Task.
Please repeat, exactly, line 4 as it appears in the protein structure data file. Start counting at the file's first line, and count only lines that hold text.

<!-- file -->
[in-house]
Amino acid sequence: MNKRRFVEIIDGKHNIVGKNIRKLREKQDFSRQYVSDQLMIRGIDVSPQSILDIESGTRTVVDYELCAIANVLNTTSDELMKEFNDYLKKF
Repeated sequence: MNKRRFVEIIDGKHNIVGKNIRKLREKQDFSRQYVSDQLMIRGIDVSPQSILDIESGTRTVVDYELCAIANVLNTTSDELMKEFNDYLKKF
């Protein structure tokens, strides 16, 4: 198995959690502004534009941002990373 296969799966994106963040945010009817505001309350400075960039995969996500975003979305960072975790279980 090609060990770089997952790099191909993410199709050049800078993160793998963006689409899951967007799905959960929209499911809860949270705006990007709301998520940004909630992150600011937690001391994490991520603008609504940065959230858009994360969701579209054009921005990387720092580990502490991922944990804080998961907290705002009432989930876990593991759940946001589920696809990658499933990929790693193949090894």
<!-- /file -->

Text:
């Protein structure tokens, strides 16, 4: 198995959690502004534009941002990373 296969799966994106963040945010009817505001309350400075960039995969996500975003979305960072975790279980 090609060990770089997952790099191909993410199709050049800078993160793998963006689409899951967007799905959960929209499911809860949270705006990007709301998520940004909630992150600011937690001391994490991520603008609504940065959230858009994360969701579209054009921005990387720092580990502490991922944990804080998961907290705002009432989930876990593991759940946001589920696809990658499933990929790693193949090894």